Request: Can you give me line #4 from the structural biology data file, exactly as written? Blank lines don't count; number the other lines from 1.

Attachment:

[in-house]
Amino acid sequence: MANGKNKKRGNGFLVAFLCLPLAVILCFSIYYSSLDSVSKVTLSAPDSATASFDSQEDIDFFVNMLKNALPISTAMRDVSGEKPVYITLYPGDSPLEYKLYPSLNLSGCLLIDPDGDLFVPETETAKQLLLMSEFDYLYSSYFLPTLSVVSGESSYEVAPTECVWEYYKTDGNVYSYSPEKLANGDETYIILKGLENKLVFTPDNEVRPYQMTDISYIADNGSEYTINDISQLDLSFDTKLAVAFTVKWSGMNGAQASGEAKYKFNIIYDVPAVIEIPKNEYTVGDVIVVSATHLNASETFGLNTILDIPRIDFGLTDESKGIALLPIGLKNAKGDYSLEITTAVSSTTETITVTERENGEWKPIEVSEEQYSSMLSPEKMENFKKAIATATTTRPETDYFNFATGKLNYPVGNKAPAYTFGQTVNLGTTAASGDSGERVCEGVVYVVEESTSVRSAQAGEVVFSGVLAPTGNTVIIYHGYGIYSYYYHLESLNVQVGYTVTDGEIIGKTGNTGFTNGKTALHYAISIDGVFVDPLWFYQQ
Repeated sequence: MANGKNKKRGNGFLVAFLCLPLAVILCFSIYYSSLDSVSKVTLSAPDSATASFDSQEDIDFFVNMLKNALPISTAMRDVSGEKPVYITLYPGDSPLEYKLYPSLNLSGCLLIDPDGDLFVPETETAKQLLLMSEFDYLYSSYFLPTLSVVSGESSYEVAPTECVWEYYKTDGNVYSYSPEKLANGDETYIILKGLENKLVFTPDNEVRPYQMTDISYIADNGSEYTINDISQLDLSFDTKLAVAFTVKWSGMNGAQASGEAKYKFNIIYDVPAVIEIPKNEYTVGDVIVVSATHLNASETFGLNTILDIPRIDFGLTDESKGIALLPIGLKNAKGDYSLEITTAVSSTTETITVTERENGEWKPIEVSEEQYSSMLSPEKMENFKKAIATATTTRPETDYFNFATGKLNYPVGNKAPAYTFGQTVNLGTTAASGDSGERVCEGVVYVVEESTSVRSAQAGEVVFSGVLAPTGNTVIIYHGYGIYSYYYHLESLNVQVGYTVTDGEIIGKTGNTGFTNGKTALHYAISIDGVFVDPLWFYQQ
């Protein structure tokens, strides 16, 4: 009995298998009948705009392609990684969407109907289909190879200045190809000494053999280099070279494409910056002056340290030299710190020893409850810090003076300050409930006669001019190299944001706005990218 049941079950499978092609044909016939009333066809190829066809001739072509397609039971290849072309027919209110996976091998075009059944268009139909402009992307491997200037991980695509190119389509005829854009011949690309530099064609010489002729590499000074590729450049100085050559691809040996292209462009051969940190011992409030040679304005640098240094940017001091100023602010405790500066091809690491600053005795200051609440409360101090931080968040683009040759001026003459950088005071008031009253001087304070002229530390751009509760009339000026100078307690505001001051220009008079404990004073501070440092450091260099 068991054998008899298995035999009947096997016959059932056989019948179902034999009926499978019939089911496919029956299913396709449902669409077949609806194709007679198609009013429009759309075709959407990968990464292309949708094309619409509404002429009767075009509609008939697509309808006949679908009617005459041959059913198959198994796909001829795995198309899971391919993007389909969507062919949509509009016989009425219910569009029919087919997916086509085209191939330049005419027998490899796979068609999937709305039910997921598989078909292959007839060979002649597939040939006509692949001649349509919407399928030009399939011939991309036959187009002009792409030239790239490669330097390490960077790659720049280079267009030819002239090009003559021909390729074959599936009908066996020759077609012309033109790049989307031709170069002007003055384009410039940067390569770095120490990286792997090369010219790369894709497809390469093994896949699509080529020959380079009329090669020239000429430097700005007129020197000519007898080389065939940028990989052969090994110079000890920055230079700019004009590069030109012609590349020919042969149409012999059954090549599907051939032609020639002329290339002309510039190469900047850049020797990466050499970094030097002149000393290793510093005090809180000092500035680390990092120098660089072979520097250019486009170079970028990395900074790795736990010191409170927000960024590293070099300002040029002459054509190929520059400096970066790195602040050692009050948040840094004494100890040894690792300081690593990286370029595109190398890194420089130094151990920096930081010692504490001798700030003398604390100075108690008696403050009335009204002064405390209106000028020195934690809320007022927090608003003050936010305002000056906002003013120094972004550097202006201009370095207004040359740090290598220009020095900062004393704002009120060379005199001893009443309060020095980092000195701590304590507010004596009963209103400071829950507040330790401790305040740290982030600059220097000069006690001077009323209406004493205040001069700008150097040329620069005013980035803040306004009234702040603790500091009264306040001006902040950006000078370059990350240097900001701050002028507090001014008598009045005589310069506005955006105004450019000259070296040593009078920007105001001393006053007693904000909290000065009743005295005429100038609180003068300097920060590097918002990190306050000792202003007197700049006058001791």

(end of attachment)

């Protein structure tokens, strides 16, 4: 009995298998009948705009392609990684969407109907289909190879200045190809000494053999280099070279494409910056002056340290030299710190020893409850810090003076300050409930006669001019190299944001706005990218 049941079950499978092609044909016939009333066809190829066809001739072509397609039971290849072309027919209110996976091998075009059944268009139909402009992307491997200037991980695509190119389509005829854009011949690309530099064609010489002729590499000074590729450049100085050559691809040996292209462009051969940190011992409030040679304005640098240094940017001091100023602010405790500066091809690491600053005795200051609440409360101090931080968040683009040759001026003459950088005071008031009253001087304070002229530390751009509760009339000026100078307690505001001051220009008079404990004073501070440092450091260099 068991054998008899298995035999009947096997016959059932056989019948179902034999009926499978019939089911496919029956299913396709449902669409077949609806194709007679198609009013429009759309075709959407990968990464292309949708094309619409509404002429009767075009509609008939697509309808006949679908009617005459041959059913198959198994796909001829795995198309899971391919993007389909969507062919949509509009016989009425219910569009029919087919997916086509085209191939330049005419027998490899796979068609999937709305039910997921598989078909292959007839060979002649597939040939006509692949001649349509919407399928030009399939011939991309036959187009002009792409030239790239490669330097390490960077790659720049280079267009030819002239090009003559021909390729074959599936009908066996020759077609012309033109790049989307031709170069002007003055384009410039940067390569770095120490990286792997090369010219790369894709497809390469093994896949699509080529020959380079009329090669020239000429430097700005007129020197000519007898080389065939940028990989052969090994110079000890920055230079700019004009590069030109012609590349020919042969149409012999059954090549599907051939032609020639002329290339002309510039190469900047850049020797990466050499970094030097002149000393290793510093005090809180000092500035680390990092120098660089072979520097250019486009170079970028990395900074790795736990010191409170927000960024590293070099300002040029002459054509190929520059400096970066790195602040050692009050948040840094004494100890040894690792300081690593990286370029595109190398890194420089130094151990920096930081010692504490001798700030003398604390100075108690008696403050009335009204002064405390209106000028020195934690809320007022927090608003003050936010305002000056906002003013120094972004550097202006201009370095207004040359740090290598220009020095900062004393704002009120060379005199001893009443309060020095980092000195701590304590507010004596009963209103400071829950507040330790401790305040740290982030600059220097000069006690001077009323209406004493205040001069700008150097040329620069005013980035803040306004009234702040603790500091009264306040001006902040950006000078370059990350240097900001701050002028507090001014008598009045005589310069506005955006105004450019000259070296040593009078920007105001001393006053007693904000909290000065009743005295005429100038609180003068300097920060590097918002990190306050000792202003007197700049006058001791």